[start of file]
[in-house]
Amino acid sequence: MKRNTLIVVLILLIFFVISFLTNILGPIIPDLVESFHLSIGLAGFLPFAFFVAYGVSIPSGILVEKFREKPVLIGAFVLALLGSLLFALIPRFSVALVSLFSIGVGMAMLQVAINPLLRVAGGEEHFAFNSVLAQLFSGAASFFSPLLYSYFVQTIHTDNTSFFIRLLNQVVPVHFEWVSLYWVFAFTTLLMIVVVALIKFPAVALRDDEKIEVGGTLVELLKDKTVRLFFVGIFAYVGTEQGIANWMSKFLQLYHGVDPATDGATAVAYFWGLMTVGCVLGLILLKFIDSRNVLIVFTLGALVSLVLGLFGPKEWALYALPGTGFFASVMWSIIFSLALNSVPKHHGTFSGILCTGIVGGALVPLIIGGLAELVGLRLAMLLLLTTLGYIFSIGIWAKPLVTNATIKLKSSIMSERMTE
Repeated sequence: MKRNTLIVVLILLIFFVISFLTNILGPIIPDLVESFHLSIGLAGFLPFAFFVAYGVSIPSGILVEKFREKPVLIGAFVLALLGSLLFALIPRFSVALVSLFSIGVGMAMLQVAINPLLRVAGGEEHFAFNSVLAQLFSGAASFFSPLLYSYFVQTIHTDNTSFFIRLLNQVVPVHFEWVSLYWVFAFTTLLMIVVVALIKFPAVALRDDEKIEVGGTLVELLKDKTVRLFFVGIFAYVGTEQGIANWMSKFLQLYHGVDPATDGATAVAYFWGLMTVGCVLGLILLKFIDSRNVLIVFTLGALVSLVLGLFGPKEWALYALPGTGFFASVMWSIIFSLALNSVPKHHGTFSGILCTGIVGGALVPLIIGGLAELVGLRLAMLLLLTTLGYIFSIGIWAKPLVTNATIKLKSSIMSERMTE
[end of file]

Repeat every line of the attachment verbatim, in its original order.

[in-house]
Amino acid sequence: MKRNTLIVVLILLIFFVISFLTNILGPIIPDLVESFHLSIGLAGFLPFAFFVAYGVSIPSGILVEKFREKPVLIGAFVLALLGSLLFALIPRFSVALVSLFSIGVGMAMLQVAINPLLRVAGGEEHFAFNSVLAQLFSGAASFFSPLLYSYFVQTIHTDNTSFFIRLLNQVVPVHFEWVSLYWVFAFTTLLMIVVVALIKFPAVALRDDEKIEVGGTLVELLKDKTVRLFFVGIFAYVGTEQGIANWMSKFLQLYHGVDPATDGATAVAYFWGLMTVGCVLGLILLKFIDSRNVLIVFTLGALVSLVLGLFGPKEWALYALPGTGFFASVMWSIIFSLALNSVPKHHGTFSGILCTGIVGGALVPLIIGGLAELVGLRLAMLLLLTTLGYIFSIGIWAKPLVTNATIKLKSSIMSERMTE
Repeated sequence: MKRNTLIVVLILLIFFVISFLTNILGPIIPDLVESFHLSIGLAGFLPFAFFVAYGVSIPSGILVEKFREKPVLIGAFVLALLGSLLFALIPRFSVALVSLFSIGVGMAMLQVAINPLLRVAGGEEHFAFNSVLAQLFSGAASFFSPLLYSYFVQTIHTDNTSFFIRLLNQVVPVHFEWVSLYWVFAFTTLLMIVVVALIKFPAVALRDDEKIEVGGTLVELLKDKTVRLFFVGIFAYVGTEQGIANWMSKFLQLYHGVDPATDGATAVAYFWGLMTVGCVLGLILLKFIDSRNVLIVFTLGALVSLVLGLFGPKEWALYALPGTGFFASVMWSIIFSLALNSVPKHHGTFSGILCTGIVGGALVPLIIGGLAELVGLRLAMLLLLTTLGYIFSIGIWAKPLVTNATIKLKSSIMSERMTE